Sergeant First Class Cory Remsburg is elite. He is an Army Ranger which takes the most physically, emotionally, and mentally disciplined service persons in the world. But that doesn’t make him a hero. Sergeant First Class Cory Remsburg has served his county on 10 tours to Afghanistan and Iraq, conducting special missions before the age of 30. He has engaged the enemy with relentless force and carried out his duties to the highest skill and resolve of his training. He has led men on envoys to rescue American captives. But that doesn’t make him a hero. Sergeant First Class Cory Remsburg on his 10th deployment to the Middle East was hit by an IED equivalent to a 500 pound impact to the brain. His best friend was killed. Cory was flung into a canal where he was eventually found by his brothers in arms and air-vacqued to a medical facility. But that doesn’t make him a hero. Sergeant First Class Cory Remsburg spent the next 3 months in a coma, had two parts of his brain removed, and continued the next 3 and a half years in extreme rehabilitation. He is blind in one eye, paralyzed in his left arm and chin, and progressing each day. But that doesn’t make him a hero either. Sergeant First Class Cory Remsburg is a hero, however. Not because of his specific experiences, but because of the courage, heart, and tenacity in which he has met every single one of his challenges in life. Whether it was the trials of Ranger School, critical missions with lives on the line, or a severe traumatic brain injury and coping with the loss of his brothers; Cory has always chosen determination, and to honor life by meeting these experiences boldly and with every shred of his will. Sergeant First Class Cory Remsburg has stated that he would like to give meaning to his life by, “inspiring the uninspired”. A remarkable statement by a truly remarkable young man. A remarkable hero.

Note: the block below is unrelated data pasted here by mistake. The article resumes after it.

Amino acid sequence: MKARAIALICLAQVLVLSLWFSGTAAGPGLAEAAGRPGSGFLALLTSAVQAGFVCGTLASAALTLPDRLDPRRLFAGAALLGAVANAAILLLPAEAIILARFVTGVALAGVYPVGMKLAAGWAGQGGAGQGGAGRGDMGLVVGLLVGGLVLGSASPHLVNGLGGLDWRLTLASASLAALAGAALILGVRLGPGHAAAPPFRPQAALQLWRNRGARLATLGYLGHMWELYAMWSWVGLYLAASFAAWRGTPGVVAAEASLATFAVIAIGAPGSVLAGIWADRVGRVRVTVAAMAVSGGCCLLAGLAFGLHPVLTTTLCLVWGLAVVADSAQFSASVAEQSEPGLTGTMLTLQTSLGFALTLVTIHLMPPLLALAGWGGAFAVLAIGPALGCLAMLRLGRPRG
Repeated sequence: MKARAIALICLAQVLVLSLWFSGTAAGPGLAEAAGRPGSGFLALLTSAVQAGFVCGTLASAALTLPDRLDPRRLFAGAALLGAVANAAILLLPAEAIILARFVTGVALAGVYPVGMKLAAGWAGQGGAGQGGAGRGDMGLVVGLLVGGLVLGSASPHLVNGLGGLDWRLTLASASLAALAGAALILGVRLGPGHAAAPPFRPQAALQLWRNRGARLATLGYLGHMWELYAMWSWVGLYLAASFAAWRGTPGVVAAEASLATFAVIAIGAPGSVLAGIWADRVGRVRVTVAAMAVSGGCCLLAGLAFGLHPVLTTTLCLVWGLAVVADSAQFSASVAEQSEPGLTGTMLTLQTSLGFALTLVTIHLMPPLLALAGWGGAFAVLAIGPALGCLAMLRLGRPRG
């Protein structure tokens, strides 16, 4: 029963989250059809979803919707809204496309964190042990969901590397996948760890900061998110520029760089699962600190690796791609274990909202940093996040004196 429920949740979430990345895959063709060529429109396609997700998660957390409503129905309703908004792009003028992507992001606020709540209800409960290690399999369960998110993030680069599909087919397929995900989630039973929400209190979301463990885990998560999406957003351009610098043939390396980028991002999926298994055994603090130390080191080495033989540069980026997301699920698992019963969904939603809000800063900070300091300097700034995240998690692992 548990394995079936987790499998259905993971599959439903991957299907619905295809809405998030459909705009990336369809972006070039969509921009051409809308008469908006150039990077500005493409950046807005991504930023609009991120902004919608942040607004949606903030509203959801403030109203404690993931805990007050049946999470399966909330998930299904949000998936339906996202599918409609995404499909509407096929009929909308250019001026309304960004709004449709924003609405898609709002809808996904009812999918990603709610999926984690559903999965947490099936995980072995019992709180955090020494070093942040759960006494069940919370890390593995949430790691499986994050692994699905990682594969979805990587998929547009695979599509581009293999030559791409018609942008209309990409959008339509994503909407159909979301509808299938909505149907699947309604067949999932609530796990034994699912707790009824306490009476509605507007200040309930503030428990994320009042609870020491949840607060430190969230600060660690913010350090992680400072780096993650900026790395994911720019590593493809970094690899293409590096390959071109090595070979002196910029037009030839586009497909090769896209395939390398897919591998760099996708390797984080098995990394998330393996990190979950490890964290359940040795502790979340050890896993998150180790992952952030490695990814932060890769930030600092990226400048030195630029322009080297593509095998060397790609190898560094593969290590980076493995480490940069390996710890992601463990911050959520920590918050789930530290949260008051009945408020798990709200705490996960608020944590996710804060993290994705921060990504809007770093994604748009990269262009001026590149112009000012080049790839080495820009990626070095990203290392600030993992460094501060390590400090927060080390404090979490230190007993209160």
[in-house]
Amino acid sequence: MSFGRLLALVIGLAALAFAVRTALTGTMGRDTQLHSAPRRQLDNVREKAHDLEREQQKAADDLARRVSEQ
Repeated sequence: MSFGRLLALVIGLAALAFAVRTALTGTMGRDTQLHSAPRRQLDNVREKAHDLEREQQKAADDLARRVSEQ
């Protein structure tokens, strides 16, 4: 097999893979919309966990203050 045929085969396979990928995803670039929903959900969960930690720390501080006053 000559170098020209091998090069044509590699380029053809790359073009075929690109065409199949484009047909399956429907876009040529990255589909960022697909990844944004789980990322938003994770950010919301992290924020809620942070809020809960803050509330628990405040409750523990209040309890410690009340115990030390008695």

Lisa Rigler (on behlf of operation welcome home committee)